The battery boom

The battery boom to attract $620bn in investment by 2040

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The battery boom is coming to China, California and basically everywhere else – and it will be even bigger than previously thought.

The global energy-storage market will surge to a cumulative 942 GW by 2040, according to a new forecast from Bloomberg NEF published on November 13, and that growth will necessitate $620-billion in investment.

Sharply falling battery costs is a key driver of the boom. BNEF sees the capital cost of a utility-scale lithium-ion storage system falling another 52% by 2030.

But cost isn’t the only factor. Governments from China to California are spurring demand, as is the rise of electric vehicles and solar power. There’s also been a greater focus on storage for electric-vehicle charging as well as energy access in remote areas.

“Costs have come down faster than we expected,” YayoiSekine, a New York-based analyst at BNEF, said in an interview. “Batteries are going to permeate our lives.”

The implications of cheaper batteries are far-reaching, upending multiple industries and helping spur technologies necessary to help fight climate change. Batteries power the electric vehicles that are popping up on our freeways. They also unlock solar power from the exclusive confines of the sun.

Two important markets come into particular focus. China, which is building up its battery-manufacturing capacity, will be a central player in the boom.

California, meanwhile, has pushed through a series of measures in recent years that will directly or indirectly spur more batteries, including legislation that would require all of the state’s electricity to come from carbon-free sources by 2045.

“Storage is just so sensibly the next step in the evolution of renewable energy,” Edward Fenster, the executive chairperson of San Francisco-based rooftop-solar company Sunrun, said in an interview. “If we’re going to get to 100% renewable energy, we’ll need storage.”

Six key takeaways from the latest BNEF battery forecast: 

  • Annual energy-storage deployments are now forecast to exceed 50 GWh by 2020. That’s three years earlier than BNEF’s outlook from just last year.
  • Energy storage may be equivalent to 7% of the world’s total installed power capacity by 2040.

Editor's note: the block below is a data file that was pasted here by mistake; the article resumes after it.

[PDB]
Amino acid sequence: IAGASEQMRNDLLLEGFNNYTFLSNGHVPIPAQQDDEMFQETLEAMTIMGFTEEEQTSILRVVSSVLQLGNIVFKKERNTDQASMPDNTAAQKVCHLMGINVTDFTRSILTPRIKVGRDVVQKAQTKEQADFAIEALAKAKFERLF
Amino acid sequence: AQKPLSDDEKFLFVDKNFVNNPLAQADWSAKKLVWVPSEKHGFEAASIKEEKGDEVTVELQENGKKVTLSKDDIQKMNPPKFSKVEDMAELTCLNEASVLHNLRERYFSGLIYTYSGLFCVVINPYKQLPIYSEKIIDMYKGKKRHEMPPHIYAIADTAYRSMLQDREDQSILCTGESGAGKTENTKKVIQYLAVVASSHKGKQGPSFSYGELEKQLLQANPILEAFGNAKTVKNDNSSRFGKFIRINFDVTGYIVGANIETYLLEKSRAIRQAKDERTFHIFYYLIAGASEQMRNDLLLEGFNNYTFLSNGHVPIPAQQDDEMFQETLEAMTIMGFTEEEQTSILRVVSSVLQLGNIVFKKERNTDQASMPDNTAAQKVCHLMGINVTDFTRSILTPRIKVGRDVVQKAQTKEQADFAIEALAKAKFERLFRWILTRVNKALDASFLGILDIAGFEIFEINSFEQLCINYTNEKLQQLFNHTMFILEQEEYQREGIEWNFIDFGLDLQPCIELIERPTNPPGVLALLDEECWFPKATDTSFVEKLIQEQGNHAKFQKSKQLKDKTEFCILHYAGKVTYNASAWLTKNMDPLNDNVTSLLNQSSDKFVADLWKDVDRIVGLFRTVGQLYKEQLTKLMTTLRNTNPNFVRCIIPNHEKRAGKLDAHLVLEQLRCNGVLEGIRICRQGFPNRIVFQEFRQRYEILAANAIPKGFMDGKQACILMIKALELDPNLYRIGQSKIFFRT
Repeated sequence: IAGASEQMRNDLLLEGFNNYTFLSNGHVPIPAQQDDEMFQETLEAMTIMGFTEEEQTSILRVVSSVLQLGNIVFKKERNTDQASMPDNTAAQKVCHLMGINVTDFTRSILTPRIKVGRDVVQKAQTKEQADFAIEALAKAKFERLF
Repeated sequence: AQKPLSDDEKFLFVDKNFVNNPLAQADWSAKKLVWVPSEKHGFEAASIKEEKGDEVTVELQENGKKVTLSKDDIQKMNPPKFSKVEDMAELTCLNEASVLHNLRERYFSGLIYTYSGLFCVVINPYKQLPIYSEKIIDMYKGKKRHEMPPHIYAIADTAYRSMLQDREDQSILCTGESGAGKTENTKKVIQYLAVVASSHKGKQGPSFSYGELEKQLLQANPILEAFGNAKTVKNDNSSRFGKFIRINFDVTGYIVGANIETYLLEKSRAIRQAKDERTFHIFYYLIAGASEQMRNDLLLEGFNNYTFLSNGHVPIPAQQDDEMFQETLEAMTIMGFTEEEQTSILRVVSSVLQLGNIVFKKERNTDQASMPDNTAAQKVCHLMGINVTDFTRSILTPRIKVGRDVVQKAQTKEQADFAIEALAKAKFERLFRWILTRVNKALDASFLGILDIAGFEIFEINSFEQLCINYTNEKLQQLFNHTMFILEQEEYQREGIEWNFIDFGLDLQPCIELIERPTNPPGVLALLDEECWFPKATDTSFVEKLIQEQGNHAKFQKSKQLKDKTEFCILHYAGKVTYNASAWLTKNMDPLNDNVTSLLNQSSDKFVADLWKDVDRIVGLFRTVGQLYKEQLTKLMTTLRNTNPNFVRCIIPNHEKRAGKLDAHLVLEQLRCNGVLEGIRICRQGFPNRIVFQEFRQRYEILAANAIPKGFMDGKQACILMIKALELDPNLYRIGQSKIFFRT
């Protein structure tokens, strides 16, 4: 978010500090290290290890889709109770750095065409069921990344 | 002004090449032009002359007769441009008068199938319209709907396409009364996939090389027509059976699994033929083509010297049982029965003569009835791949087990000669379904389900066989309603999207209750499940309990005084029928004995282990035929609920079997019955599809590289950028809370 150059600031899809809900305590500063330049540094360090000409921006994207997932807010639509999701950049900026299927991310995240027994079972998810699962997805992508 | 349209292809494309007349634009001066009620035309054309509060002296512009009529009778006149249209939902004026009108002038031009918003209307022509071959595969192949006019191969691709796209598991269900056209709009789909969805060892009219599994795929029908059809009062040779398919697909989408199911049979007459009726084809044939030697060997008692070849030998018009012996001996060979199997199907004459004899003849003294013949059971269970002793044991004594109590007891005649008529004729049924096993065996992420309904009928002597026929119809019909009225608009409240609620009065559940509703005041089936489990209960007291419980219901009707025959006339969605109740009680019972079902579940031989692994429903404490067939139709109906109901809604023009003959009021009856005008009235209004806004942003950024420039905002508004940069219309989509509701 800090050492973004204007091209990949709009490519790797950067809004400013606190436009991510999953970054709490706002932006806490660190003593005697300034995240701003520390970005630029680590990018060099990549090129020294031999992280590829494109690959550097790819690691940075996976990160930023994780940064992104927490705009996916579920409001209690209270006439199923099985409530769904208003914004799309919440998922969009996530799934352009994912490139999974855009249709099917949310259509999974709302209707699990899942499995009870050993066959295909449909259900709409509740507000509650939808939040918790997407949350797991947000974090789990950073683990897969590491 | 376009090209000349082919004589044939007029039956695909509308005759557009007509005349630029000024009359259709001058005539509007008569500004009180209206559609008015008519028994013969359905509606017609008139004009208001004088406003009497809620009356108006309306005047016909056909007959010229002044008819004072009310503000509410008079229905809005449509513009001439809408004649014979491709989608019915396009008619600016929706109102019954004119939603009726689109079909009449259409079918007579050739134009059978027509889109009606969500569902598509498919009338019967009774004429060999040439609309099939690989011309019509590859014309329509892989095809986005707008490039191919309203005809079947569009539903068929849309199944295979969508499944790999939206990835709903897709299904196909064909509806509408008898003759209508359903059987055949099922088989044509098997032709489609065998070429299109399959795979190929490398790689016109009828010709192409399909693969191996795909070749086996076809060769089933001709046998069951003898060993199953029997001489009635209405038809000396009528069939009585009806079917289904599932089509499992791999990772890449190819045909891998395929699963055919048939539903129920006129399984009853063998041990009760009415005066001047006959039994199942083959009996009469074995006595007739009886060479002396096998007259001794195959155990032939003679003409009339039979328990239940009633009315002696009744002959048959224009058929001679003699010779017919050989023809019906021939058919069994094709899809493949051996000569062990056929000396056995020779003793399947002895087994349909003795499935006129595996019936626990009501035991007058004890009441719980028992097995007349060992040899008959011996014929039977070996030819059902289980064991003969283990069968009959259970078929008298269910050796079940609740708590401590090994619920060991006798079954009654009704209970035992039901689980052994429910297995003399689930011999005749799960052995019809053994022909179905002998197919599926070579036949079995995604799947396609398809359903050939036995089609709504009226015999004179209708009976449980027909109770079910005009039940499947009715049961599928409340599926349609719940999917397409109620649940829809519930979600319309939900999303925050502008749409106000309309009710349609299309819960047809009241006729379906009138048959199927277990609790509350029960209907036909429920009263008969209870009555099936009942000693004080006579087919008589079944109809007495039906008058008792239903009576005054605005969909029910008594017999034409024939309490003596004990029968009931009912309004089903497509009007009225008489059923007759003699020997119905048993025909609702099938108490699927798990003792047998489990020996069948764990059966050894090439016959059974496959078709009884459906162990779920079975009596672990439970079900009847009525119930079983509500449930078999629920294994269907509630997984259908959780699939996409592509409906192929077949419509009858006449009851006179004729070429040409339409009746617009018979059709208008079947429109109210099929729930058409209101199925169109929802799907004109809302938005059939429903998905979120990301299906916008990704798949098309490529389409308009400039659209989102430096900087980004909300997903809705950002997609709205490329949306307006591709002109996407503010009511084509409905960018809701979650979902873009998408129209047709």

• The Asia-Pacific region will be home to 45% of total installations on a megawatt basis by 2040. Another 29% will be spread across Europe, Middle East and Africa. The remainder will be in the Americas.
  • The majority of storage capacity will be utility-scale until the mid-2030s. But then so-called behind-the-meter projects— installations at businesses, industrial sites and residential properties—will overtake utility-scale.
  • A list of the leading battery countries is topped by: China, the US, India, Japan, Germany, France, Australia, South Korea and the UK. South Korea today dominates the market but will be overtaken by the US early in the 2020s—and both will later be eclipsed by China.
  • Storage is coming to developing countries in Africa, too. BNEF explains it thusly: utilities will likely recognize that the combination of solar, diesel and batteries in “far-flung sites” is cheaper than extending the power grid or building a fossil-only generator.


Vanadium batteries the solution

Vanadium batteries the solution to meet growing energy storage demand – Bushveld

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Vanadium redox flow batteries (VRFBs) are a front-runner technology for meeting the growing demand in the energy storage sector, says Bushveld Energy CEO Mikhail Nikomarov.

During a webinar on energy storage this week, he noted that data by US-based multiservice professional firm Navigant shows that VRFB demand is expected to increase to over 18 000 MWh by 2027.